“It’s a great tragedy,” said Rose Gottemoeller, who negotiated the New START arms control treaty with Russia and now works at Stanford University. “Putin is so steeped in his own grievances that he doesn’t remember how we worked so closely – Americans, Ukrainians and Russians – to ensure that the disintegration of the Soviet nuclear arsenal did not lead to the creation of three new nuclear-weapon states. ”
In fact, Mr Putin is now using the most important agreement of the time, the Budapest Memorandum, to make his case. The memorandum – signed by Ukraine, the United States, Britain and Russia – ratified the central agreement: Ukraine would surrender the entire nuclear arsenal left behind on its territory, and in return, the other three nations would all guarantee Ukraine’s security. and guarantee the integrity of its borders. (Although Ukraine had physically controlled the weapons, the launching authority for them had remained in the hands of the Russians.)
But what that security guarantee was, the memorandum never stated, and there was no promise of military assistance in the event of an attack. But Mr Putin blatantly violated that accord when he annexed Crimea in 2014 and did so again on Monday when he recognized the two separatist republics, essentially claiming they were no longer part of Ukraine.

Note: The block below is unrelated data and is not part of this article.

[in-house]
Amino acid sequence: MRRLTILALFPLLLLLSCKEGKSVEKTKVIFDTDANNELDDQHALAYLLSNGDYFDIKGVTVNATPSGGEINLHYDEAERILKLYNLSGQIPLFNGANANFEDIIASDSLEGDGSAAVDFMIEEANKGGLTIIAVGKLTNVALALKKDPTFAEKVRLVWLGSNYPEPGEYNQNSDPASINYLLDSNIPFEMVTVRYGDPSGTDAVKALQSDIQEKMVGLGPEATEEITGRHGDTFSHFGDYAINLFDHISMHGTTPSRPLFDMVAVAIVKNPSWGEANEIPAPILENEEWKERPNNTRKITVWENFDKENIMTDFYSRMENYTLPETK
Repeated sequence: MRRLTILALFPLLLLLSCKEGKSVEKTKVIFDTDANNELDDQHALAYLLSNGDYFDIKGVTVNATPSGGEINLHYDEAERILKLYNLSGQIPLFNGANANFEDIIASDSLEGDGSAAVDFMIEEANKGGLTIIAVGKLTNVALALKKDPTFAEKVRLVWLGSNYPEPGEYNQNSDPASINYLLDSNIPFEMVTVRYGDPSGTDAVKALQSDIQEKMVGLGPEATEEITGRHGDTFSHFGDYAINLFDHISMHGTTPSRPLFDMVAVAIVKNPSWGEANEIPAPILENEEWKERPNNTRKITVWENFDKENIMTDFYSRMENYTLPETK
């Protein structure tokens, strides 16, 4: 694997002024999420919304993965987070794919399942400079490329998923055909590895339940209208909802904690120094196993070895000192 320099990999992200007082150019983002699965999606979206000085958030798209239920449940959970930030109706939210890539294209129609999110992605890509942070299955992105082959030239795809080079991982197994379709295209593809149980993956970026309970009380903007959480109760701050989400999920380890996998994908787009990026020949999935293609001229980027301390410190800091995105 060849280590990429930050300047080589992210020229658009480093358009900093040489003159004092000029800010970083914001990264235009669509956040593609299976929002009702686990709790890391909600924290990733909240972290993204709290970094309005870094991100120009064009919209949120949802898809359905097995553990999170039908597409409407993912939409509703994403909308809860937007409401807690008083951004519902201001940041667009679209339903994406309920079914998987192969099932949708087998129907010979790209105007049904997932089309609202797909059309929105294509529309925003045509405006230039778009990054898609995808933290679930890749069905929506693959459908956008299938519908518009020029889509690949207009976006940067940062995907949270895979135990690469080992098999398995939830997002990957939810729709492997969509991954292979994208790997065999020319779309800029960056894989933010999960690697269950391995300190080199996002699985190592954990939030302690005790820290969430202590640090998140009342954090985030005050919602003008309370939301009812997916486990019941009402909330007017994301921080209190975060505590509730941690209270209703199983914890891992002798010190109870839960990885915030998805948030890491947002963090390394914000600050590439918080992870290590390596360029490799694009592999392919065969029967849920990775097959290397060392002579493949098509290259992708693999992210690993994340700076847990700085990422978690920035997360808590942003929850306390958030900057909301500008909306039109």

He said this week he was outraged that Ukrainian President Volodymyr Zelensky spoke publicly about reconsidering the memorandum. The complaint from Mr. Zelensky, voiced at the Munich Security Conference last weekend, is that the “guarantee” is no guarantee at all against a nation with Russian coercive powers.
Mr Putin argued that if Ukraine were to question the memorandum, it must want its own nuclear arsenal.
“We believe the Ukrainian words are directed against us,” Putin said at a press conference with the president of Azerbaijan on Tuesday. “And we heard them. They have broad Soviet-era nuclear competence, a developed nuclear industry, they have schools, everything they need to act quickly.”
Perhaps realizing that he may be exaggerating about the threat, Mr Putin said, “They don’t have one thing: a uranium enrichment program. But that’s a technical question. It is not an unsolvable problem for Ukraine; it is easy to solve.”